My questions are the following
Do I need to set a current limit? I know that any device will only consume the necessary current, so even if my buck converter is outputting 10 amps, it doesn't really matter because each LED will pull the required current (mA) right?
See above for much relevant information, but you could eliminate much of the potential confusion in this sentence by learning what voltage, current, resistance and power are, and learning Ohm's Law and Watt's Law.
How should I connect all the buck converters and DMX decoder power? When using resistors, I've seen that they connect to the cathode so I don't know how to wire everything. Should I connect all the grounds together? The anodes to its corresponding buck converter?
You should make sure that your DMX decoder is happy switching a variety of voltages, noting that it has a + wire pass through and may be doing something more complicated than just switching on the - side. Make sure ground references of any and all converters are compatible to avoid a line to line short. You should learn what grounding does and how it works. This is not a terribly complex circuit, so if you work at it, you should be able to understand it, which will allow you to wire things correctly for future projects as well. Assuming you've chosen your components well, there is nothing obviously wrong with your wiring diagram except that you haven't confirmed the above, shown power to your DMX decoders and the second ground connection on them may be necessary. Problem with Aliexpress boards is that they usually don't come with full datasheets/information packages.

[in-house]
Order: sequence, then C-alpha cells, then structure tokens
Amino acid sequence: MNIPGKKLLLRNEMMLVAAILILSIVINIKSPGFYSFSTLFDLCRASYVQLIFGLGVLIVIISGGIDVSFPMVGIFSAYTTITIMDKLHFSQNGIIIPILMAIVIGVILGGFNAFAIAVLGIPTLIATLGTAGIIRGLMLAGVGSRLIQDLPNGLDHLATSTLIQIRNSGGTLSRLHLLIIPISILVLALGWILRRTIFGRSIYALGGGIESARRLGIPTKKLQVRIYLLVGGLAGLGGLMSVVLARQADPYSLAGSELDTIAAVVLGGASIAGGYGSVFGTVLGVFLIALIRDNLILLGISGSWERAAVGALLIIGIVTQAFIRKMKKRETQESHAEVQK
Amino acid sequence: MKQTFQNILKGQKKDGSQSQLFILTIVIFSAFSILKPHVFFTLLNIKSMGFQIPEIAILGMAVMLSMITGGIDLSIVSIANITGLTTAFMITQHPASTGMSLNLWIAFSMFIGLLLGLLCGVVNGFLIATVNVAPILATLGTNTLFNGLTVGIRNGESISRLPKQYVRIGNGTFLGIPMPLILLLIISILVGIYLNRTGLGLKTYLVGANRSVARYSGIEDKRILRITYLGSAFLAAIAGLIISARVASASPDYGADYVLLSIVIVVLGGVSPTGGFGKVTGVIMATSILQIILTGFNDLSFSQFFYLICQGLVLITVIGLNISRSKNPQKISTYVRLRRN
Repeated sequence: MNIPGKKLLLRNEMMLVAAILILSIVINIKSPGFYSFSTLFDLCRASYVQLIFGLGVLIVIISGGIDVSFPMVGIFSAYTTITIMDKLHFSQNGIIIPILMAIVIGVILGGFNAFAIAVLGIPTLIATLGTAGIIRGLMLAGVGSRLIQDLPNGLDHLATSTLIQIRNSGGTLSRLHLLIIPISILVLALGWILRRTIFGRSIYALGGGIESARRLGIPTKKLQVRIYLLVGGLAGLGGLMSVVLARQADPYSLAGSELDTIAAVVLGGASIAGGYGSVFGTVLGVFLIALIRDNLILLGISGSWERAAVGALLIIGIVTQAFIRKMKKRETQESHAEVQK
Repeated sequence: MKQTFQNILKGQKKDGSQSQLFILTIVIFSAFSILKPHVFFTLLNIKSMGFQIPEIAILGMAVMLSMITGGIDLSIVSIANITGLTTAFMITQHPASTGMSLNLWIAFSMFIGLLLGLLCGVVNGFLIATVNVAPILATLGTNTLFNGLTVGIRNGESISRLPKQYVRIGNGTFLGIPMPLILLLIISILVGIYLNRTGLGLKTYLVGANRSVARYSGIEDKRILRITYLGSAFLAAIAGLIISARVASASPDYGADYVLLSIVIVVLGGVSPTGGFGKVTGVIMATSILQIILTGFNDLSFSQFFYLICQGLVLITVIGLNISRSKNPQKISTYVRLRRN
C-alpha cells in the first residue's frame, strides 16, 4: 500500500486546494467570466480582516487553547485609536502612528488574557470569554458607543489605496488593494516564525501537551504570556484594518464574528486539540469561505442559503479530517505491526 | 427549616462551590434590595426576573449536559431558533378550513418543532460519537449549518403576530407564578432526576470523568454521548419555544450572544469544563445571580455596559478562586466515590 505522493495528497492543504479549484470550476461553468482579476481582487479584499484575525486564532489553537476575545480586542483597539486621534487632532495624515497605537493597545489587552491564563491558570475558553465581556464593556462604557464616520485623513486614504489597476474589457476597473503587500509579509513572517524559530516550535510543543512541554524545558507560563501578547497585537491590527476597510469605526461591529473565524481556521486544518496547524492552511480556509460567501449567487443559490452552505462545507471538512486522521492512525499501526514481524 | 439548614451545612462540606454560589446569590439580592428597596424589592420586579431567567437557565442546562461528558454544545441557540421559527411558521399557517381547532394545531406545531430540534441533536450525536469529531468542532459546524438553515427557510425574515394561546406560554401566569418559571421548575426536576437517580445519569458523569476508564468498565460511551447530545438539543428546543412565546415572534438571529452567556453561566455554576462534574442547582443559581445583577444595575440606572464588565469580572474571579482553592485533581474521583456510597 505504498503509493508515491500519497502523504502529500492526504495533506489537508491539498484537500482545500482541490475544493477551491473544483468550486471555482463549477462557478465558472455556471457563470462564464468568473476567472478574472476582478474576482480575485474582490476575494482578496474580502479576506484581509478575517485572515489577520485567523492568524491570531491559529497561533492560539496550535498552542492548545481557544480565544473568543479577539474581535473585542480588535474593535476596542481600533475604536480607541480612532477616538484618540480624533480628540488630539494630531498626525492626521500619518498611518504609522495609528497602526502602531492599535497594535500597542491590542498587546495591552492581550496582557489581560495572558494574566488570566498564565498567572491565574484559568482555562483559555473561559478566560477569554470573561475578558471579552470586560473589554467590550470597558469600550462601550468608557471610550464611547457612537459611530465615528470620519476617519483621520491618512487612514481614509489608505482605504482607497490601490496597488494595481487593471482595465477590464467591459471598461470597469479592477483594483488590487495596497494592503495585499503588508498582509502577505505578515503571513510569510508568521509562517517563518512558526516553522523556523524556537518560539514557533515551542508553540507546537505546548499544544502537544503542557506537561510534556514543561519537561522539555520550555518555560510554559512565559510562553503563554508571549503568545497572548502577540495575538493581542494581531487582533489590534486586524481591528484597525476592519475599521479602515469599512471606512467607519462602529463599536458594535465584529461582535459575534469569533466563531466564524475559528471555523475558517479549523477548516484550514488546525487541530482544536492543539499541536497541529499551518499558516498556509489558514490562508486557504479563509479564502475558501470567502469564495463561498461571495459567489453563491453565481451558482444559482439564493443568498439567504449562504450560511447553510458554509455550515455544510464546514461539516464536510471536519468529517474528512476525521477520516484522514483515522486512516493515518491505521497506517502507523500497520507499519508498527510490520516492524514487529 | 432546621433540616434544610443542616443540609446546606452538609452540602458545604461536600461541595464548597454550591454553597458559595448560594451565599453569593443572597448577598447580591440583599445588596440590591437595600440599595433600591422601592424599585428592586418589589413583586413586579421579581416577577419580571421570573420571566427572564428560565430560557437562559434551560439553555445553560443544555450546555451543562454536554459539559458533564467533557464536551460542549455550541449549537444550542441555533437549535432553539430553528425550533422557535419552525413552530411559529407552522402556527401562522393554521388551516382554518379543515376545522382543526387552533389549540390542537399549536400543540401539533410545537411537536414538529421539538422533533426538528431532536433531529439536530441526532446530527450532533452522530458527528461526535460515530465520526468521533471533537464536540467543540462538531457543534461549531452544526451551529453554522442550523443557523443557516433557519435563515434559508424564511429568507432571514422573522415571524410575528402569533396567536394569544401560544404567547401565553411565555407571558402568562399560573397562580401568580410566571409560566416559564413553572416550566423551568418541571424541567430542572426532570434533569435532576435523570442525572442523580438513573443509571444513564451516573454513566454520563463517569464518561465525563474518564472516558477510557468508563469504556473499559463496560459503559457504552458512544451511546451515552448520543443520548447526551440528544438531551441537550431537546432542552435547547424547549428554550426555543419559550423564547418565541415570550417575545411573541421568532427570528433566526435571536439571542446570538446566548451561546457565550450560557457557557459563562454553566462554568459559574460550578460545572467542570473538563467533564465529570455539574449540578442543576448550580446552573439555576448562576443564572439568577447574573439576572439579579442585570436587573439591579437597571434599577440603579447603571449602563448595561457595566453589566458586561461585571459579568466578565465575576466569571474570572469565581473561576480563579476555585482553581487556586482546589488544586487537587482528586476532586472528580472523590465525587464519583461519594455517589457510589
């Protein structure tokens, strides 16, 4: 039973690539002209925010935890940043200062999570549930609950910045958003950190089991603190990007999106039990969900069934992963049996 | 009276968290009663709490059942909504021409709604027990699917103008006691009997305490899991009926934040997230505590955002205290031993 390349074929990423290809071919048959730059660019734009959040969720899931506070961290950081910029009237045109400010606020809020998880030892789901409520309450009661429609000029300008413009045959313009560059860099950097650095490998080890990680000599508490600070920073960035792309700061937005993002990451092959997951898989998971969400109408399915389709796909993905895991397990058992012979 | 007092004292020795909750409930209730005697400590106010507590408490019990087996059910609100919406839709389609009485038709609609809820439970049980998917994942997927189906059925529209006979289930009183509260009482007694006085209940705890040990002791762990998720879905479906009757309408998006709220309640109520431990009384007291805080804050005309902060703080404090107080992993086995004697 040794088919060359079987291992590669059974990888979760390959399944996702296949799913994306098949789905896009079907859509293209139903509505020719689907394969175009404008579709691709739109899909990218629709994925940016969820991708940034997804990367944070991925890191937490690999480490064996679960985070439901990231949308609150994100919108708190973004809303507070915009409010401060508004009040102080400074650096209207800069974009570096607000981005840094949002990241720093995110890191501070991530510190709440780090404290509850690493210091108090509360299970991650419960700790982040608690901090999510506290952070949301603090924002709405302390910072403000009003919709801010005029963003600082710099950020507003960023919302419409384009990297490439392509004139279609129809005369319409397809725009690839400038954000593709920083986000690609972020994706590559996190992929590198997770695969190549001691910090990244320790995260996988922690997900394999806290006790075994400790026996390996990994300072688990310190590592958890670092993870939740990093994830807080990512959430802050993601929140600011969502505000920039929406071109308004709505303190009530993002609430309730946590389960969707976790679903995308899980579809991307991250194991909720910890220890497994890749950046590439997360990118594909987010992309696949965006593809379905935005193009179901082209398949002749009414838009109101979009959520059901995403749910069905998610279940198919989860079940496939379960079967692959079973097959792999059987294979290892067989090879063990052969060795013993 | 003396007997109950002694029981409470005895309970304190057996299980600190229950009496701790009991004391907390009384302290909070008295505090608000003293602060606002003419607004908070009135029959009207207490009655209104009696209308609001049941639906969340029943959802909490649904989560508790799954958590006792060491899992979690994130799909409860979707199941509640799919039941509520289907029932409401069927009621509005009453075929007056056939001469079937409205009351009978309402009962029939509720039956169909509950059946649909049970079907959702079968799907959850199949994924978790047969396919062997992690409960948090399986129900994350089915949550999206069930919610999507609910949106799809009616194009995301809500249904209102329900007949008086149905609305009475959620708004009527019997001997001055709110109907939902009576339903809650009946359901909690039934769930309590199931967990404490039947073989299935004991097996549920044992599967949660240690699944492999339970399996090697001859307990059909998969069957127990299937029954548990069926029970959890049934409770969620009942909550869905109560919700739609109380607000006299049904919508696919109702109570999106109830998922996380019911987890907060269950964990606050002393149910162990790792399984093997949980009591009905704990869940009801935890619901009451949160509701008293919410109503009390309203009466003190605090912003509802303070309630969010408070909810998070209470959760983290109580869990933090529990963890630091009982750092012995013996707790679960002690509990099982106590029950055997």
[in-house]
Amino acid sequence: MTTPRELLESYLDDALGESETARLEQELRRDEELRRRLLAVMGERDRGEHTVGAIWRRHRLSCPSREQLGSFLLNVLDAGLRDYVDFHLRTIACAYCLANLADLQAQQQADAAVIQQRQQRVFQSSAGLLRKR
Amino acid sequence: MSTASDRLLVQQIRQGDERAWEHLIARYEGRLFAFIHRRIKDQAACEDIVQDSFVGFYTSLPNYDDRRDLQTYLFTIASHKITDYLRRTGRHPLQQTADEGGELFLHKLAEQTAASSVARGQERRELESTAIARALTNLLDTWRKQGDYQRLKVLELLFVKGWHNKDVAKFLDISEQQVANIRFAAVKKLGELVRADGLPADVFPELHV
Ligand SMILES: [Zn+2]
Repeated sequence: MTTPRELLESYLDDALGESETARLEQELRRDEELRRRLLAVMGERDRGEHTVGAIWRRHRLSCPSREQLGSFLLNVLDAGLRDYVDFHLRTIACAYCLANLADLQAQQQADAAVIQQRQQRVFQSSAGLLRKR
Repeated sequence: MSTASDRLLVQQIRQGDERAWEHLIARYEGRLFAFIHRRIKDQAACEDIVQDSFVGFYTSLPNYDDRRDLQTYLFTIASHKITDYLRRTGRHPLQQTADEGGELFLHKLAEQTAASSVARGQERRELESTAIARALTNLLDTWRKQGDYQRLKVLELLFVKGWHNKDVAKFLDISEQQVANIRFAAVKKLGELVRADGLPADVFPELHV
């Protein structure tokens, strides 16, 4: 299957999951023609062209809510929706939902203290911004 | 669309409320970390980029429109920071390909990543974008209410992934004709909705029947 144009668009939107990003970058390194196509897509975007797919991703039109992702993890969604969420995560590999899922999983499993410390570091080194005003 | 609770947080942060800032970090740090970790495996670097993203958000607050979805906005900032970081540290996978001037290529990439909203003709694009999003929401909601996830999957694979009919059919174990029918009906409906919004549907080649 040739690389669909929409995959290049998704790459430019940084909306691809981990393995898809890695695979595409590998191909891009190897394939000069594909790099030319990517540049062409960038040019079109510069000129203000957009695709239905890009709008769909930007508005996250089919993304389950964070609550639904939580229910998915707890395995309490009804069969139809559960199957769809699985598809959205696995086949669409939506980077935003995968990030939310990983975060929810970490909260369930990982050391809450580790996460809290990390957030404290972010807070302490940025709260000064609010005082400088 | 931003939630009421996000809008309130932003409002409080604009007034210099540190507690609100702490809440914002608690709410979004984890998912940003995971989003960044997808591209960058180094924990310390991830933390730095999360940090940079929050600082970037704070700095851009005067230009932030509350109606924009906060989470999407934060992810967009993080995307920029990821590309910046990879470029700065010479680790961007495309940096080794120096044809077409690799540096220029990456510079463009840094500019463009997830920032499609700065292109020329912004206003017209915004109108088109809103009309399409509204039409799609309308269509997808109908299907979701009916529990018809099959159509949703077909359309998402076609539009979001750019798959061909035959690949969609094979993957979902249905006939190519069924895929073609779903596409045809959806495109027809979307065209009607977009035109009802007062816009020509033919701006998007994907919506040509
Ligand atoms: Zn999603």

Is there an easier way to do what I want? :D
Arguably. You could check if that DMX decoder is capable of all of the regulation you need for your LEDs. Note it is limited at 600mA. You may need nothing more than a 12-24V source and the DMX decoders. You'll have to experiment and do some research, but hopefully this helps you understand some of the concerns involved.
Generally speaking, 2 terminal inductors in voltage regulators are used to create an impedance - to drop voltage without wasting power. The presence of 4 inductors on the board hints to me that it has one inductor per channel and that the current control likely has built in voltage step down. The documents do not seem to indicate a minimum number of series LEDs in the load, but I would order one and test it to make sure it wasn't just PWM driving 12V across my 3V LEDs.